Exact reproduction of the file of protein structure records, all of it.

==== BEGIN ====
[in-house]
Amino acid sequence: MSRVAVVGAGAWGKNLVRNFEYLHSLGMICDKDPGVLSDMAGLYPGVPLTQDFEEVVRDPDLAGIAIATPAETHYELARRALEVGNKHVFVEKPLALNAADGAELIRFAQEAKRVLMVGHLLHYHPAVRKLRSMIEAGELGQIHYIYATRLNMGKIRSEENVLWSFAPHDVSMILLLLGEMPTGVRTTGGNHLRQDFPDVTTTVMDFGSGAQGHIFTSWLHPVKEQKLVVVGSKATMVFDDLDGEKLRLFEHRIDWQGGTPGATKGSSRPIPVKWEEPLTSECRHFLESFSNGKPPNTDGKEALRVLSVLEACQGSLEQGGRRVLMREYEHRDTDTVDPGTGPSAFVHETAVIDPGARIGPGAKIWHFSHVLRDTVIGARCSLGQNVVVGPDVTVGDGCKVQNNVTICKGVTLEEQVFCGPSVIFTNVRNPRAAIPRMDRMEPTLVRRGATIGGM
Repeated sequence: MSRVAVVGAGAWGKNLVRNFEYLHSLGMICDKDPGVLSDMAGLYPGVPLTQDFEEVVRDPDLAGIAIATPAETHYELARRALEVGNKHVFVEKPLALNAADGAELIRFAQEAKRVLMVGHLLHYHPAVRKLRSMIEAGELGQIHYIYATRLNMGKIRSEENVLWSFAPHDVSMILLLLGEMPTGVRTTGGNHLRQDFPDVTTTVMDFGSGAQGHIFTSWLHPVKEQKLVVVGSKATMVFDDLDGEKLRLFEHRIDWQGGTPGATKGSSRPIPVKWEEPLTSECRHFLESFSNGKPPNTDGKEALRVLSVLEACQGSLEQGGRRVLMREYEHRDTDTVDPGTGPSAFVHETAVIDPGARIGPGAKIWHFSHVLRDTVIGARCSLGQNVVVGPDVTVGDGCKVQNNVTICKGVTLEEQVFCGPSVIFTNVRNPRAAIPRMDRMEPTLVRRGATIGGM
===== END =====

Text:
[in-house]
Amino acid sequence: MSRVAVVGAGAWGKNLVRNFEYLHSLGMICDKDPGVLSDMAGLYPGVPLTQDFEEVVRDPDLAGIAIATPAETHYELARRALEVGNKHVFVEKPLALNAADGAELIRFAQEAKRVLMVGHLLHYHPAVRKLRSMIEAGELGQIHYIYATRLNMGKIRSEENVLWSFAPHDVSMILLLLGEMPTGVRTTGGNHLRQDFPDVTTTVMDFGSGAQGHIFTSWLHPVKEQKLVVVGSKATMVFDDLDGEKLRLFEHRIDWQGGTPGATKGSSRPIPVKWEEPLTSECRHFLESFSNGKPPNTDGKEALRVLSVLEACQGSLEQGGRRVLMREYEHRDTDTVDPGTGPSAFVHETAVIDPGARIGPGAKIWHFSHVLRDTVIGARCSLGQNVVVGPDVTVGDGCKVQNNVTICKGVTLEEQVFCGPSVIFTNVRNPRAAIPRMDRMEPTLVRRGATIGGM
Repeated sequence: MSRVAVVGAGAWGKNLVRNFEYLHSLGMICDKDPGVLSDMAGLYPGVPLTQDFEEVVRDPDLAGIAIATPAETHYELARRALEVGNKHVFVEKPLALNAADGAELIRFAQEAKRVLMVGHLLHYHPAVRKLRSMIEAGELGQIHYIYATRLNMGKIRSEENVLWSFAPHDVSMILLLLGEMPTGVRTTGGNHLRQDFPDVTTTVMDFGSGAQGHIFTSWLHPVKEQKLVVVGSKATMVFDDLDGEKLRLFEHRIDWQGGTPGATKGSSRPIPVKWEEPLTSECRHFLESFSNGKPPNTDGKEALRVLSVLEACQGSLEQGGRRVLMREYEHRDTDTVDPGTGPSAFVHETAVIDPGARIGPGAKIWHFSHVLRDTVIGARCSLGQNVVVGPDVTVGDGCKVQNNVTICKGVTLEEQVFCGPSVIFTNVRNPRAAIPRMDRMEPTLVRRGATIGGM